Basswood is a lightweight and relatively affordable tonewood used in many of the guitars (particularly those at the budget end). Like Alder, it offers a balanced tonal response with a slight emphasis on the midrange.
Metal Guitar Neck Types
A bolt-on neck, particularly a bolt-on maple neck, will bring snappiness and brightness to your tone. The bolt-on construction additionally offers more in terms of durability, as the neck can always be replaced should it get damaged.
A set neck is usually dovetailed into the body at the top and glued into place. They are favored for their sustain and resonance, which is improved over bolt-on necks because of the improved connection between the body and neck. These necks also offer improved stability over bolt-on necks and offer better resistance to the kind of movement that could cause intonation issues.
Neck Through Guitars
Neck-through models have a neck that forms a single piece with the center of the guitar’s body. They’re regarded as the most stable of all and, as such, are often found on baritone guitars and other models designed for extreme drop tunings.
Extended Range Guitars
If you play modern metal or genres that require lower tunings, consider an extended-range guitar. These guitars typically have 7, 8, or more strings, allowing for greater versatility and access to lower notes.
Pickups For Metal Guitars
Active pickups are a popular choice for metal guitarists. They provide a high output signal and offer a wide range of tones suitable for heavier genres. Active pickups excel at delivering tight and focused sound, ideal for heavy riffing and soloing.
While active pickups dominate metal music, some players still prefer the sound of passive pickups. They offer a more dynamic response and a warmer tone, making them suitable for genres like classic metal and hard rock.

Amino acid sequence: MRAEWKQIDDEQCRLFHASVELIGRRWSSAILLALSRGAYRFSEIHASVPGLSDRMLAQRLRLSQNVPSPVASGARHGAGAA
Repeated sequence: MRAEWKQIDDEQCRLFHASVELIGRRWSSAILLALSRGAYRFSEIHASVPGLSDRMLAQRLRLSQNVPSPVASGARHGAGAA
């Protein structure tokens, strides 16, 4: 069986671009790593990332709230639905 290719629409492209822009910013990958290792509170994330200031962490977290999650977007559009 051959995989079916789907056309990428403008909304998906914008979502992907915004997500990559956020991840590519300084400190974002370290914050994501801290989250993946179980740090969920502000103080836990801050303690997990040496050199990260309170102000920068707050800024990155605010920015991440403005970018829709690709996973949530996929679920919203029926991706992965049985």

Metal Guitar Bridge Systems
Floyd Rose Tremolo
The Floyd Rose bridge system is a staple in the metal world. Known for its stability and ability to handle aggressive dive bombs, it allows for expressive playing while maintaining precise tuning. These bridges are combined with a locking nut that creates fantastic tuning stability, but many players find them difficult to live with when it comes to string changes.
Hardtail bridges are completely fixed and offer extremely reliable tuning stability and performance. They don’t offer as much versatility as a Floyd or other vibrato bridge, but more than make up for it in terms of additional resonance and sustain, thanks to their solid connection to the body.
Guitar Brands and Recommendations
Guitar brands known for producing excellent metal guitars include ESP and their budget line ESP LTD, Jackson, Ibanez, and Schecter. These companies have a strong reputation for building instruments tailored to metal music.
There are such a huge number of metal guitars on the market that choosing the right one can be pretty tricky. To sum up our favorite models in this roundup, in the sub $500 category, we loved the Schecter Omen 6 for its quality fit and finish and surprisingly versatile tones. In the sub $1000 category, our top pick was the Sterling by Music Man MAJ100 John Petrucci Signature. This fantastic-looking guitar offers incredible feel, amazing aesthetics, and a great array of metal tones. Finally, the Jackson Soloist SL7A MAH HT offers pro-grade performance for all kinds of metal and was our top pick when it came to the best over $1000.